- Flemish Community
Infobox Belgium Community
name = Flemish Community
"Vlaamse Gemeenschap" nl icon
language = Dutch
web = [http://www.vlaanderen.be/ www.vlaanderen.be]
location = Vlaamse GemeenschapLocatie.png
The term Flemish Community has two distinct, though related, meanings:
# Culturally and sociologically, it refers to Flemish organizations, media, social and cultural life; alternative expressions for this concept might be the "Flemish people" or the "Flemish nation" (in a similar sense as the Basque, Catalan, Galician, Scottish, Welsh, or Quebec people or
nations, referring to a national identity). The term "community" should then not be capitalized.
# Politically, it is the name of which both elements are normally capitalized, for one of the three institutional communities of
Belgium, established by the Belgian constitutionand having legal responsibilities only within the precise geographical boundaries of the Dutch-language area and of the bilingual area of Brussels-Capital. Unlike in the French Community of Belgium[The parliament of the French Community is distinct from the Walloon Parliament; this is more obvious for the parliament of the German-speaking Community because its much smaller territory is within the latter region.] , the competences of the Flemish Community have been unified with those of the Flemish Regionand are exercised by one directly elected Flemish Parliamentbased in Brussels.
Under the Belgian constitution, the Flemish Community has legal responsibility for the following:
* education (except for degree requirements, and for more than 95% of its financing);
* culture and language matters (except for all its economic aspects, which belong to the federal or to the regional level);
* certain aspects of health care (a minor part of the entire public health policy);
* international development cooperation in all areas of the competency of the Community (not yet operational).
As the Flemish Community's institutions (parliament, government and ministry) absorbed all competencies of the Flemish region, they became also competent for the following areas:
* agriculture (although the bulk of this policy is determined by the
* public works and regional economic development;
* energy (although nuclear energy remains on the federal level).
Members of the Flemish Parliament who were elected in Brussels region, have no right to vote on Flemish regional affairs. They can only vote on community affairs, since affairs concerning their region are governed by the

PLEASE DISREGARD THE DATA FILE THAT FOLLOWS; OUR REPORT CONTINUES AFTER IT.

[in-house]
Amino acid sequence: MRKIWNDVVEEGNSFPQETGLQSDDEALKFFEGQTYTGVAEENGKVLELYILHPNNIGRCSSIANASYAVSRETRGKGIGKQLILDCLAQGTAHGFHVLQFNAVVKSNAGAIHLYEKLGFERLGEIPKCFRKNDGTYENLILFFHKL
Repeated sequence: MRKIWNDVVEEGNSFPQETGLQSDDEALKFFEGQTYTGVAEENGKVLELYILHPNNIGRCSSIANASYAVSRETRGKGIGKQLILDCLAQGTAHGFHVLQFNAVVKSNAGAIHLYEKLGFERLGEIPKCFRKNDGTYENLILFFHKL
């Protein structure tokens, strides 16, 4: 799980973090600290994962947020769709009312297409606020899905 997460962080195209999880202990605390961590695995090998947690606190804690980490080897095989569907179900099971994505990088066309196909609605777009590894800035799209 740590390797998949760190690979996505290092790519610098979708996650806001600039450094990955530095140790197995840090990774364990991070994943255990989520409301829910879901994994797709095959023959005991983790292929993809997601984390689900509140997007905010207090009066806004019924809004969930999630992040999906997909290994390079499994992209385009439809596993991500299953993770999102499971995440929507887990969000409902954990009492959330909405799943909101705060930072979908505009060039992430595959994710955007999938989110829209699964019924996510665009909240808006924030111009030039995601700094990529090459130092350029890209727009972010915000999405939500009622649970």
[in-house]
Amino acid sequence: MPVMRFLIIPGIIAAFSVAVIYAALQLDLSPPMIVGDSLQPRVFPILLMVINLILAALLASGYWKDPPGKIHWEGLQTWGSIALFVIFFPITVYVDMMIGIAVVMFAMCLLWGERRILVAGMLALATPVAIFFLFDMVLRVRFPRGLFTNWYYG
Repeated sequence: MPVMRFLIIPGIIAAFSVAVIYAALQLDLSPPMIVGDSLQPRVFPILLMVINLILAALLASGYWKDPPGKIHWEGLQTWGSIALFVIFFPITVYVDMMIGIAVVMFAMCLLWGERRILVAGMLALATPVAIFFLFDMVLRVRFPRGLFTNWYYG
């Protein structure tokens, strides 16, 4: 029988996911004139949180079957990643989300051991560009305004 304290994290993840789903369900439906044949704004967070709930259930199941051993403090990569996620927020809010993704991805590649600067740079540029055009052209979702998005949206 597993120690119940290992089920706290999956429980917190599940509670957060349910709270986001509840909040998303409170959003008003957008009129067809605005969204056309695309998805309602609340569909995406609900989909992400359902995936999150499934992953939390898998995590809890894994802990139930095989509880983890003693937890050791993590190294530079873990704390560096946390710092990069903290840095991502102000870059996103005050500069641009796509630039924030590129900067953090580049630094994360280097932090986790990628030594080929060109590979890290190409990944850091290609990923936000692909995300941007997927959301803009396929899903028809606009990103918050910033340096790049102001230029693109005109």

Legally speaking, in the regions of Brussel-Capital as well as of Flanders, the Flemish Community is responsible not for individual people, but for Flemish institutions such as schools, theatres, libraries and museums. The reason for this is that no distinct sub-national status exists in Belgium.
Dutch is the official language of the Flemish Community. Minorities speak French, Yiddish, Turkish, Arabic, Berber, Italian, Spanish, English and German. Though most of these groups are recent immigrants, since the Middle Ages,
Jews have formed the oldest minority to retain its own identity.
Compared with most areas in the Netherlands, the historical dialects of Flemish people still tend to be strong and particular to locality. Since the
Second World Warhowever, the influences of radio and television, and of a generally prolongued education, as well as the higher mobility for short trips or for moving towards farther localities, have resulted in a deterioration of the traditional 'pure' dialects, in particular amongst younger people. Some of the differences between the dialects are eroding, and mainly in localities or suburbs with a considerable influx from other areas, new intermediate dialects have appeared, with various degrees of influence by standard Dutch. In Dutch, these are often called "tussentaal" ("in-between language", often used for near-standard Dutch interspersed with typical dialect aspects) or, rather derogatorily, "verkavelingsvlaams" (a mix of more or less "cleaned-up" dialects as heard in a newly built-up suburban area with people influenced by different dialects). More recently, a number of local initiatives have been set up to save the traditional dialects and their diversity.